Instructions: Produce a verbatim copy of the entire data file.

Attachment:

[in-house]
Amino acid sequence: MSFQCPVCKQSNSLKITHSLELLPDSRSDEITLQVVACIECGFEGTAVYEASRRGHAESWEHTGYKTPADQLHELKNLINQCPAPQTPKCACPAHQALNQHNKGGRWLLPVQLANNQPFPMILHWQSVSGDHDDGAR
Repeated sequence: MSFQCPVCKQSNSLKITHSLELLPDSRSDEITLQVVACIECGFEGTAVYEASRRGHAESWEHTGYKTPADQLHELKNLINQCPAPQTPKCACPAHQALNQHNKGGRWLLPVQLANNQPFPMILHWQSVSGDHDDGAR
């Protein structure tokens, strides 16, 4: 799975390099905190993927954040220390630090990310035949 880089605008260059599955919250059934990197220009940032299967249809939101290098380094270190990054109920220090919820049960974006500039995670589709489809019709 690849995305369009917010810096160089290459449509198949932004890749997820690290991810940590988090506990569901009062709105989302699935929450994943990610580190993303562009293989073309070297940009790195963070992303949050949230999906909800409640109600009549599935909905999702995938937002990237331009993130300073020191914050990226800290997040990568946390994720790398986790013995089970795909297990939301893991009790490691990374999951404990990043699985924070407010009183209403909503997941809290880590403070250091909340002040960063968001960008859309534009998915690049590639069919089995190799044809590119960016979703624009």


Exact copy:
[in-house]
Amino acid sequence: MSFQCPVCKQSNSLKITHSLELLPDSRSDEITLQVVACIECGFEGTAVYEASRRGHAESWEHTGYKTPADQLHELKNLINQCPAPQTPKCACPAHQALNQHNKGGRWLLPVQLANNQPFPMILHWQSVSGDHDDGAR
Repeated sequence: MSFQCPVCKQSNSLKITHSLELLPDSRSDEITLQVVACIECGFEGTAVYEASRRGHAESWEHTGYKTPADQLHELKNLINQCPAPQTPKCACPAHQALNQHNKGGRWLLPVQLANNQPFPMILHWQSVSGDHDDGAR
């Protein structure tokens, strides 16, 4: 799975390099905190993927954040220390630090990310035949 880089605008260059599955919250059934990197220009940032299967249809939101290098380094270190990054109920220090919820049960974006500039995670589709489809019709 690849995305369009917010810096160089290459449509198949932004890749997820690290991810940590988090506990569901009062709105989302699935929450994943990610580190993303562009293989073309070297940009790195963070992303949050949230999906909800409640109600009549599935909905999702995938937002990237331009993130300073020191914050990226800290997040990568946390994720790398986790013995089970795909297990939301893991009790490691990374999951404990990043699985924070407010009183209403909503997941809290880590403070250091909340002040960063968001960008859309534009998915690049590639069919089995190799044809590119960016979703624009």